Sunday, March 9, 2014


  Just as they were beginning to break into the arcade's pinball machines to steal money for gas, car club hoods, The Pharaohs, are caught off guard by the sudden presence of the proprietor.  Not wanting to create trouble, Curt (Richard Dreyfuss) covers for the three hoods, by telling the proprietor that they’re his friends.

Back in 1972, when George Lucas was directing American Graffiti with a very limited budget, (approx. $750,000) nobody could guess that one day some Graffiti fans would dissect each image of the movie to point out the smallest goofs and anachronisms. But they do. And we have. In today’s entry of Kip’s American Graffiti Blog contributing writer, Charlie Lecach helps enlighten us on one of the anachronisms in the films: The pinball machines! 

And as you read, remember you can click on any of the  fascinating photos on this page to enlarge them, so as to appreciate their beauty & detail.  And, its all free at no extra cost to you, the dedicated & loyal Kip's American Graffiti Blog reader! 
Director, George Lucas on-location at the miniature golf & arcade in Pinole, CA  circa 1972
There were no sets used in American Graffiti.  Since a major portion of the film’s budget was going towards securing the rights to old rock and roll records, there wasn’t a lot of money to be spent on things such as designing sets.  Filming in real locations was much less expensive. This is one of the reasons every scene had planned to be shot on-location in the San Francisco bay area.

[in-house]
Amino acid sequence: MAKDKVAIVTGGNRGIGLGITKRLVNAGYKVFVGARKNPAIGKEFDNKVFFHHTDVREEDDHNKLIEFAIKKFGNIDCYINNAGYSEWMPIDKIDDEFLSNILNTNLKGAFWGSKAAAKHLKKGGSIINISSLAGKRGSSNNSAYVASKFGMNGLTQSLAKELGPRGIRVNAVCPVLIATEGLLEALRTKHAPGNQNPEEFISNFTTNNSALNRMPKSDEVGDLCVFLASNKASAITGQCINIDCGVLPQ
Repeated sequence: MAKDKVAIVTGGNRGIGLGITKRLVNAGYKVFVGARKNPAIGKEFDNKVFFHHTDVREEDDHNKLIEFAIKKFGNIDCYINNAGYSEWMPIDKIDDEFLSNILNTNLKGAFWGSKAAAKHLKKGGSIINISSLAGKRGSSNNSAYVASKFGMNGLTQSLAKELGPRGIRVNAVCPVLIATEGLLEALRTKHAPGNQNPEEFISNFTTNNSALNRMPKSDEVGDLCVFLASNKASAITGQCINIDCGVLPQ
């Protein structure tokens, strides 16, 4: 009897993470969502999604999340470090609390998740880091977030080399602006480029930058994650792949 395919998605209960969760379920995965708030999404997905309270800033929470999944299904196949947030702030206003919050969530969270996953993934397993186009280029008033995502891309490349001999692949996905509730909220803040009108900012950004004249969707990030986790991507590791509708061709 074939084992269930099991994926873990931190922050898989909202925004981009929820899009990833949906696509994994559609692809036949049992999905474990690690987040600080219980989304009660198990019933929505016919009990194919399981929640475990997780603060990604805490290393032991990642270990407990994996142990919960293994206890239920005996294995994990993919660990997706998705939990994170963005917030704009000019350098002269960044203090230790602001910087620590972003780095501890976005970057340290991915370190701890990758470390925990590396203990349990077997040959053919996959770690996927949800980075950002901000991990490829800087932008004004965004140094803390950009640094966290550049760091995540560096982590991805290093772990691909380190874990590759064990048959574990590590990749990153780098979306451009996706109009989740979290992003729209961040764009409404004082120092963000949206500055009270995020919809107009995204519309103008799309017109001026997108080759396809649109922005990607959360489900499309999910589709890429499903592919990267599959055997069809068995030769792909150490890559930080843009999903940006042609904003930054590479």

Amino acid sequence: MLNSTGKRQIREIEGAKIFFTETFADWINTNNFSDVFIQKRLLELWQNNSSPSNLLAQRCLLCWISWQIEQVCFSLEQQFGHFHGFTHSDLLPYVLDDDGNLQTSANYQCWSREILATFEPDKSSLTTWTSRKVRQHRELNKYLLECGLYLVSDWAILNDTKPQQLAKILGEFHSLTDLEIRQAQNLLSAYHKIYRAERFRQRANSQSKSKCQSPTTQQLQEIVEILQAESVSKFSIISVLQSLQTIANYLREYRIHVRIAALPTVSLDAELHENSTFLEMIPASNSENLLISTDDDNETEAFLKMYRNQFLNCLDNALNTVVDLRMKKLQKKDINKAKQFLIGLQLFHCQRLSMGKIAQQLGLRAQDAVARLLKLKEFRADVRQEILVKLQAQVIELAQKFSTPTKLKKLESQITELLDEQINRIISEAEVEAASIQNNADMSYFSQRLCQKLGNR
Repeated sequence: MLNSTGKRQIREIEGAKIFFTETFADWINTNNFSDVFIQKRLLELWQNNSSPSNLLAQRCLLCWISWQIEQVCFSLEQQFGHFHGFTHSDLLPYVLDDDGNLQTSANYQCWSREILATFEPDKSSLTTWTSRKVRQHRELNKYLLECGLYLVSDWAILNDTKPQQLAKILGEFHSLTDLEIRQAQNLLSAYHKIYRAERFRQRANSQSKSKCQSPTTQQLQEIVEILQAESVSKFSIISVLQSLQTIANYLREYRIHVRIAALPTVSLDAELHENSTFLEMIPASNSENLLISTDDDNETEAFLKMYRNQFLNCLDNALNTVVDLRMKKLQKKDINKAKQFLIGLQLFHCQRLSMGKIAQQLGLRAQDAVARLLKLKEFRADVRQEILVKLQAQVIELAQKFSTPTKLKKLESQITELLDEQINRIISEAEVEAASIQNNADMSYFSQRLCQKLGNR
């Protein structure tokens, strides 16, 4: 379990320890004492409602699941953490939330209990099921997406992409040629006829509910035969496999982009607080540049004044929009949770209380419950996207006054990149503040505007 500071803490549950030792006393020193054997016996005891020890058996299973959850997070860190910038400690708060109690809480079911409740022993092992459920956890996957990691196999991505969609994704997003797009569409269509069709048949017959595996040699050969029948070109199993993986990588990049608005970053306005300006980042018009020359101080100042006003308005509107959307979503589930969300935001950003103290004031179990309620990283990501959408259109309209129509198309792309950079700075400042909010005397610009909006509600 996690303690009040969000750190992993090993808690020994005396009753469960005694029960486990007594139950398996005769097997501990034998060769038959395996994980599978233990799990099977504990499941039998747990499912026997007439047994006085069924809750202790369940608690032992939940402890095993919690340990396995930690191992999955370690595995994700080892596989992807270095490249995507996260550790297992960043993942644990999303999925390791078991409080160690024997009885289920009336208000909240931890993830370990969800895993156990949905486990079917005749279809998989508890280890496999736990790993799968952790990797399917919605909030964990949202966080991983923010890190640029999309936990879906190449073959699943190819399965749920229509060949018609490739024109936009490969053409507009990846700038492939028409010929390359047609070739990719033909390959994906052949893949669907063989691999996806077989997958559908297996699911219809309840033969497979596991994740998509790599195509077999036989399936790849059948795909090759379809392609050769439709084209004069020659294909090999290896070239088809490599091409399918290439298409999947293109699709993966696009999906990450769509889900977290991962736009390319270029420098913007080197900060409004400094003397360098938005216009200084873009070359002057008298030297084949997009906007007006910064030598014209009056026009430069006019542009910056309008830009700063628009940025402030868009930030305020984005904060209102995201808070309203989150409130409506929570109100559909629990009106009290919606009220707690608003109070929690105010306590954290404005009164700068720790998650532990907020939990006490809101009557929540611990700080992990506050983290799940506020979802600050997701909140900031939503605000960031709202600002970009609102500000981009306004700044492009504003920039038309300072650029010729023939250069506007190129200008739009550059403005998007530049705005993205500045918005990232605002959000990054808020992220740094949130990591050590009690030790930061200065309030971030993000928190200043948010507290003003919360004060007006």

So, when the crew needed to shoot scene # 48, with Curt and the Pharaohs robbing an arcade, Graffiti’s location manager, Nancy Giebink found a nearby small miniature golf course and arcade (referred to as the "Hole-In-One” in the shooting script) located in the town of Pinole on San Pablo Road.  

As it happens, most of the games in the arcade were typical modern machines found in most arcades at the time.  None of the pinball machines were made before the 1962 time period set in the film. The earliest model game in the arcade was made in 1965. It would have been ridiculous to lose time and money searching for period correct pinball machines, so Lucas chose to shoot the hilarious scene at the location exactly as it was, probably hoping that most film-goers would not notice how new the machines were.